There’s a scene of sterling leadership in the film We Were Soldiers Once … and Young about the 1965 Battle of Ia Drang in which American forces outnumbered 10-1 in that early clash in the Vietnam War hung on, thanks to the command of Capt. Hal Moore.
Before the battle, Moore – played by Mel Gibson – is talking with his First Sergeant, the inimitable Sam Elliott, discussing how two young Second Lieutenants are dealing with their platoons welfare.
One is screaming at his men, and the other tells them to take their socks off so he can check their feet to make sure they’re okay. “That’s a leader,” says Moore of the officer more concerned for his men than himself.
Moore said he would be the first off the helicopter into battle and the last off the field but Greek politicians were elbowing each other out of the way to get in line for the first arrivals of a short order of the COVID-19 vaccine, caring about themselves.
It was expected that there would be some symbolism to show reluctant Greeks – half of them don’t think the vaccine is safe or effective – to not be afraid and that the miracle arrival, even with side effects, is better than being on a ventilator.
That example was set by Prime Minister and New Democracy leader Kyriakos Mitsotakis, a young man who, as Head of State, rightfully needed to roll up his sleeve and get the shot.
So too for Greek President Katerina Sakellaropoulou, a humble woman who has elevated herself gracefully and graciously into the position. But the line should have stopped there.
While people in nursing homes, the elderly, those with multiple and underlying conditions who were afraid and praying to get the shot, another 64 politicians got it instead, claiming they, too were symbols.
They were, of course: of selfishness, fear, and cowardice, because they deprived 64 people who needed the inoculation, hiding behind the pathetic government excuse they were essential personnel, some of them at levels right around serving as the Under Assistant West Coast Promo Man.
Next came the leader of the major opposition SYRIZA, former premier Alexis ‘Give Me a Shot’ Tsipras, who as soon as he felt protected – two shots are needed three weeks apart for the Pfizer-BioNtech version Greece first got – said the vaccination campaign was a government fraud. Scratch one more elderly person.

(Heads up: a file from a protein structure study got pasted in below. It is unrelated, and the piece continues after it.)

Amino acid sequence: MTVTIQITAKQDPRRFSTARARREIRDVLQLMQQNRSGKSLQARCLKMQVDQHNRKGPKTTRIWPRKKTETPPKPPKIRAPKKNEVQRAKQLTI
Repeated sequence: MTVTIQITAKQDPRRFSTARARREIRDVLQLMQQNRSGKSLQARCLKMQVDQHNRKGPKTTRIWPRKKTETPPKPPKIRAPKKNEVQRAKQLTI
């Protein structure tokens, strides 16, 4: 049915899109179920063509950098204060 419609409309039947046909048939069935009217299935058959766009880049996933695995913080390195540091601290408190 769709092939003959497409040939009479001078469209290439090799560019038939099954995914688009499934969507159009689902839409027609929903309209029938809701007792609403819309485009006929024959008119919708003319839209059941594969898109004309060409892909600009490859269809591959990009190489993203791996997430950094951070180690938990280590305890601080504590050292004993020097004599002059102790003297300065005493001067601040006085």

Then the underlings started lining up as well, as did Yanis Varoufakis, SYRIZA’s former finance chief before he was ousted, head of the useless MeRA25 party that should be called MeRA9 because that’s how many lawmakers they have.
Guess he wanted to send a message to his followers too although they couldn’t hold a march because one of them was busy and the other didn’t want to show up alone. Dimitris Koutsoumpas, head of the KKE (aptly pronounced Cuckoo-A) Communists made sure he got one but his name should be Kolotoumba (making a somersault) because he needed to spin fast to make his rationale.
Guess he, too, wanted to show his party’s hardy band of 14 Members of Parliament it was safe, and apparently that’s the excuse used right down the line to all those politicians who made sure they were safe, depriving the most vulnerable.
It’s not just the 66 who got the shot, it’s the principle. A leader takes care of his people first, not himself, but that’s a concept lost on these hypocrites who spout support but want it only for themselves.
When Mitsotakis allowed this to happen, he gave Tsipras a chance to take another shot at him and he deserved it because the Premier should have set a limit on how many examples could be made.
After a furor properly developed, a stop was put to this charade before every politician in the country could be served first after New Democracy lamely said it was a “matter of priority” for them to be inoculated first. Tell that to someone who thinks they’re going to be a ventilator because they didn’t get one.
Deputy government spokesperson Aristotelia Peloni was rolled out to take the heat and told radio station Parapolitika that there was a "fundamental misunderstanding" concerning the vaccinations for symbolic reasons, in order to send a message of unity to all Greeks that the vaccine was safe.
She lamented some politicians went on social media to show off themselves being vaccinated which was boastful and in-your-face-sucker, not a good example, and said it was ill-advised as “some exaggerated the image.”
Then she, too, fell back on the sad excuse that these people, most of whom couldn’t hold a job in the real world and are irrelevant, were essential because the state couldn’t “operate on automatic pilot” without them. Yes, it could have.
SYRIZA spokesman Nasos Iliopoulos pounced on that and properly said – without noting Tsipras cutting in line – that the government had turned the vaccine from “a right to a privilege, young government officials getting the shot and taking selfies.
Don’t take his word because it’s not good, but workers at Sotiria Hospital in Athens, the country’s top pulmonary center, said 21 government officials were given priority over healthcare professionals so Mitsotakis should have checked their feet, not those of politicians, which were already in their mouths.